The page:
China’s Capitalist Revolution (Part 3 of 9)

July 2, 2010

In May 1978, Deng invited President Carter’s National Security Advisor to Beijing. Deng needed a deal with the US but he wanted something in return. The US had to end its friendship with the breakaway republic of Taiwan—an island China considered theirs. America agreed and closed its embassy in Taiwan to open full diplomatic relations in China. A few weeks later, Deng became the first Chinese leader to visit the US.

Deng Xiaoping meets President Carter in the White House and signs the new alliance.  Deng says, “Mr. President, we share the sense of being on a historic mission.  Sino-US relations have reached a new beginning.”

Later in the White House, Carter mentions human rights and says that people in China should have the right to leave if they wanted to. Deng says, “Sure, how many Chinese would you want—forty or fifty million?”  Deng tours the US.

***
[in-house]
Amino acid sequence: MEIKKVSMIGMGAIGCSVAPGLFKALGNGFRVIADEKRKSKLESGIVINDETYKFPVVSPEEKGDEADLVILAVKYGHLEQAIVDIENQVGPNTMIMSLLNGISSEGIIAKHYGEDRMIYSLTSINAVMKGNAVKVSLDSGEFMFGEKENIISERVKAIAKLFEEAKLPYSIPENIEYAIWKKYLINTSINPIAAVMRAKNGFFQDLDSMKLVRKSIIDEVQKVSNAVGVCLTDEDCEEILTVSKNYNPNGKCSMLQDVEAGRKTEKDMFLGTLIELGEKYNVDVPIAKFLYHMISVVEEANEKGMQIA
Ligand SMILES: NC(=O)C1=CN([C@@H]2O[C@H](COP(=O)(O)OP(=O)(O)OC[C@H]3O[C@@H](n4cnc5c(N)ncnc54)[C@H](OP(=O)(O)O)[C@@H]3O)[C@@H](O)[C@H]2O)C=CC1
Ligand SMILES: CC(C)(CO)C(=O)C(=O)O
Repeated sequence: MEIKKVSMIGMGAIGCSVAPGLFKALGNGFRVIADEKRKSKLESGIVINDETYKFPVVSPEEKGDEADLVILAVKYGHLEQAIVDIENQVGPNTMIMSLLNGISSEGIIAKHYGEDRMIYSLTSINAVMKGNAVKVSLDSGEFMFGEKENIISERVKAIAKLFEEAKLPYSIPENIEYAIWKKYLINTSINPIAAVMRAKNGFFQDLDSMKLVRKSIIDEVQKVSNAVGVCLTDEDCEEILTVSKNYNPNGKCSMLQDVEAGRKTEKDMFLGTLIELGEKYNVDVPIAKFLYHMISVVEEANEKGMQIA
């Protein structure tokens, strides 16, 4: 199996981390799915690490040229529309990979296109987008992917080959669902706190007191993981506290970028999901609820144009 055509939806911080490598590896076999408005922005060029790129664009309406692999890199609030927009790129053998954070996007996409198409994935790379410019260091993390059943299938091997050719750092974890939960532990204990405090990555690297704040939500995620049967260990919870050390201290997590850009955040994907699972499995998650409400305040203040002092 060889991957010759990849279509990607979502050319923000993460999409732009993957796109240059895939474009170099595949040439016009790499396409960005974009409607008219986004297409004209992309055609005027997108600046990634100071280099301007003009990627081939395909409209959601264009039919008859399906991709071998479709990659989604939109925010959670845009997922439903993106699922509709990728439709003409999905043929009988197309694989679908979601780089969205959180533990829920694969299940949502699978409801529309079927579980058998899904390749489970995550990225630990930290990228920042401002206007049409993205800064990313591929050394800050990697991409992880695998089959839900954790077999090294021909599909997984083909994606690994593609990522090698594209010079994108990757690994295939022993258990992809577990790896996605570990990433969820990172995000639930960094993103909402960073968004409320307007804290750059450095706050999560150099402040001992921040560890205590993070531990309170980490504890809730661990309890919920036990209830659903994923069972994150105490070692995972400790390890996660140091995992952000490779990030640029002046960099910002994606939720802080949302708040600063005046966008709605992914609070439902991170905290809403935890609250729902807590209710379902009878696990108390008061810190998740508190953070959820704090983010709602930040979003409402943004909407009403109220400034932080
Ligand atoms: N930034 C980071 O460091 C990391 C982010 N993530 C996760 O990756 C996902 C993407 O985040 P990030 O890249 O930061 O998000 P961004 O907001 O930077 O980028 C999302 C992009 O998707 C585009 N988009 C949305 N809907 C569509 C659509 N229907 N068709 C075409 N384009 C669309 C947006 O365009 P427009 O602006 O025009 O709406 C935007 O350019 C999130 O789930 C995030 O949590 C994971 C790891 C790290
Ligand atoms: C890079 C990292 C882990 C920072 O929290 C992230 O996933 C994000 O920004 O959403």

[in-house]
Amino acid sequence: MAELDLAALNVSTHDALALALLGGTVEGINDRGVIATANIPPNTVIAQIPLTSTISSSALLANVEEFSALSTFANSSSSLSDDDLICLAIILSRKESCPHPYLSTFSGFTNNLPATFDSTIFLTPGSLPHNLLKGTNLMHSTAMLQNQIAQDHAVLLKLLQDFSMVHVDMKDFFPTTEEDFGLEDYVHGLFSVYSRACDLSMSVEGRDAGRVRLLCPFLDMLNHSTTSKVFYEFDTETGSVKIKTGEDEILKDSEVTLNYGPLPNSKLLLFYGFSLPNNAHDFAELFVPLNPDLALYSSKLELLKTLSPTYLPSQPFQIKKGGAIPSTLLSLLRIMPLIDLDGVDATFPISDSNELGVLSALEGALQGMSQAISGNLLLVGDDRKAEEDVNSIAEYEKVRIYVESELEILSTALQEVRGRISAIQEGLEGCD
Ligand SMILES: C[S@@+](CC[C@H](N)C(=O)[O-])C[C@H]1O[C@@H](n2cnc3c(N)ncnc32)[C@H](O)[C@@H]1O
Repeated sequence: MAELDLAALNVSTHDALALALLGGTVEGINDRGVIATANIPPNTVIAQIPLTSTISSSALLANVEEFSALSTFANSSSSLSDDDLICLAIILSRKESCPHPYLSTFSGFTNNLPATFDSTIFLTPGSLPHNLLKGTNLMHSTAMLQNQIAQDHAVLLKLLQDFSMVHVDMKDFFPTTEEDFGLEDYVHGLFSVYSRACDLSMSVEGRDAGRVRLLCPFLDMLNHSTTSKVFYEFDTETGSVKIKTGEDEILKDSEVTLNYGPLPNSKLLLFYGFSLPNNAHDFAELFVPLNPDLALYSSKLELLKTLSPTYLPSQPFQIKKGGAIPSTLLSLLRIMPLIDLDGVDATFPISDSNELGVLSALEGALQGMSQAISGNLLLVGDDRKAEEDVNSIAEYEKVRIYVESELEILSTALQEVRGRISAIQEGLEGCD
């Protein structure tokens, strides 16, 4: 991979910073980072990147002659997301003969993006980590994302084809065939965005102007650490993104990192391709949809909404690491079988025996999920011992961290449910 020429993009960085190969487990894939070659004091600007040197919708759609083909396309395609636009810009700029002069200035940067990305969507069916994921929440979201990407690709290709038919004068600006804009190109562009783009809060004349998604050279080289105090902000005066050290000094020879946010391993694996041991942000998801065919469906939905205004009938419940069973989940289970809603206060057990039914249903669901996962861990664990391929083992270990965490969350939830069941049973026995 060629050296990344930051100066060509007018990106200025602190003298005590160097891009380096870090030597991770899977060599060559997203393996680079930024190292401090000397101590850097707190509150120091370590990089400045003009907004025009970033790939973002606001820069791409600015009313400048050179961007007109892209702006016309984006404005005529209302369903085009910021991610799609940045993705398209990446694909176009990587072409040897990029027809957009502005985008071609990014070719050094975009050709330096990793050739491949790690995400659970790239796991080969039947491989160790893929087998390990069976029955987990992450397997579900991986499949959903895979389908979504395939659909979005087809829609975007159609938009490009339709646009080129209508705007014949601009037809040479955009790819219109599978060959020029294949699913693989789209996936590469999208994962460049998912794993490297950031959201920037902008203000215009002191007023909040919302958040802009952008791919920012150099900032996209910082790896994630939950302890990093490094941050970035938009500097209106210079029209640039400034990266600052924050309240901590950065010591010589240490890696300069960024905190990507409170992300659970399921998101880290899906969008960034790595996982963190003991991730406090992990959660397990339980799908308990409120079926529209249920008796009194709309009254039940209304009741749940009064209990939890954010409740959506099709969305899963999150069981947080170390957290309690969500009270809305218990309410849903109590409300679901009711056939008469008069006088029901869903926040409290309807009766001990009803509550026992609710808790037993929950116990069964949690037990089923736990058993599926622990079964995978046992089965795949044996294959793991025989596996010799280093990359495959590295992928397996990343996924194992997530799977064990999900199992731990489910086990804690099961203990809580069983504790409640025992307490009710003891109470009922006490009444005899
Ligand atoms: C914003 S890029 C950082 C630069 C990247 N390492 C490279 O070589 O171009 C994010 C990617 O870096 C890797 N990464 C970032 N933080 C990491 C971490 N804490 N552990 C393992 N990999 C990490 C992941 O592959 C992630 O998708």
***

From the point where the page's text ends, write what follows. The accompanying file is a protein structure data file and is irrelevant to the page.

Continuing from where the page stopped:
After US diplomats arrive in China, a new cultural revolution starts.  With the Chinese and Americans now the best of friends, Deng opened China to American companies, who would get cheap labor while China would get money to grow an economy.

Return to China’s Capitalist Revolution Part 2 or go to Part 4

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 Lloyd Lofthouse is the award-winning author of The Concubine Saga. When you love a Chinese woman, you marry her family and culture too. This is the love story Sir Robert Hart did not want the world to discover.

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